Five years after migrant crisis, integration in Germany is succeeding, policy analyst says

Five years after migrant crisis, integration in Germany is succeeding, policy analyst says

The World staff

Daniel Ofman

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Syrian refugee Anas Modamani takes a selfie with German Chancellor Angela Merkel outside a refugee camp near the Federal Office for Migration and Refugees after registration at Berlin’s Spandau district, Germany, on September 10, 2015. 


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In 2015, hundreds of thousands of people were on the move from Africa, Asia and the Middle East, fleeing war-torn countries such as Syria and turning to Europe as they sought safer and more stable futures.

Germany took in more than 1.7 million asylum-seekers that year. And five years ago today, German chancellor Angela Merkel made what would become a famous speech in which she reiterated that migrants and refugees were welcome in Germany.

“I’ll put it simply: Germany is a strong country…we can do this,” she said. 

Critics said this statement, which triggered a groundswell of xenophobia, would be her undoing. They argued it would open the door to terrorism, right-wing extremism in politics, and general divisions within the German population and Europe overall. 

Five years later, critics’ worst predictions have not come to pass. And while Merkel’s popularity took a hit, it has risen again throughout the pandemic.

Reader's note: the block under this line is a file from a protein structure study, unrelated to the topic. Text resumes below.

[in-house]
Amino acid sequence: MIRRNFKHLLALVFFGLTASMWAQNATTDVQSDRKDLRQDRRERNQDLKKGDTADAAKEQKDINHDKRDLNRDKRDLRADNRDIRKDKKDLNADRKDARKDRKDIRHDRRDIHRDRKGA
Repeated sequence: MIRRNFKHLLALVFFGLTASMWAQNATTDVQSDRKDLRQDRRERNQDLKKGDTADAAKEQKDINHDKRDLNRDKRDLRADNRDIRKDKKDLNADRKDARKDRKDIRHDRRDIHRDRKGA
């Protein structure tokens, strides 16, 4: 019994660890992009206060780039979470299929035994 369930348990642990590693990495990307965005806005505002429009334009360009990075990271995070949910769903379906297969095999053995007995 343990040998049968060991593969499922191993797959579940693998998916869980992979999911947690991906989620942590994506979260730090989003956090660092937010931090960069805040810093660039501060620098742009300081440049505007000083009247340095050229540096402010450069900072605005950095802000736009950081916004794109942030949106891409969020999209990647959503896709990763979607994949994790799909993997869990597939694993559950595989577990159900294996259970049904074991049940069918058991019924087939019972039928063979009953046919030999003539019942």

The World’s host Carol Hills checked in on what’s happened to Merkel and the so-called “migrant crisis” with Constanze Stelzenmüller, a senior fellow at the Brookings Institution who focuses on German and European foreign policy.

Related: Survey: Despite crisis, most Europeans still welcome refugees

Carol Hills: Constanze, bring us back to 2015, when Merkel made that statement. What was the situation at the time in terms of the migrant crisis?

Constanze Stelzenmüller: I was mesmerized by what seemed like an absolutely historical immigration challenge for Germany and mesmerized also by the generosity of the response. And I don’t just mean the chancellor’s memorable words — for which, of course, she was castigated — but I realized that many of my friends and acquaintances were trying to help out. This was people who had 24/7 jobs in national policymaking who were volunteering in refugee shelters, to the 82-year-old mother of a friend of mine, a retired gynecologist in the former eastern Germany, who said to her son, “Well, somebody is going to have to take care of these ladies,” and reinserted herself into the workforce. So there was a general atmosphere of people rolling up their sleeves and saying, “Let’s try and get to grips with it.” But it did, of course, become apparent that there were real problems with us as well. 

So what was the backlash, and how did Merkel respond? 

There was reasonable criticism by many, it has to be said, that, while, German civil society was responding in the sort of energetic and cheerful ways that I’ve just described, German government institutions seem to be much more overwhelmed, seemed to be faltering in addressing this challenge. And this gave a completely new breath of energy and malignant force to Germany’s populist parties, in particular the Alternative for Germany, a relatively small, mildly Eurosceptic party that had been formed in 2013 and that suddenly ramped up everywhere, based on really viciously xenophobic and ethno-nationalist messaging. There was a sudden and very serious groundswell of anger against Chancellor Merkel. There was a movement on the right wing of her Christian Democratic Party called MMW for short — Merkel Muss Weg, or Merkel Must Go — and for a while, it seemed as though that was going to muster a very serious challenge to her authority.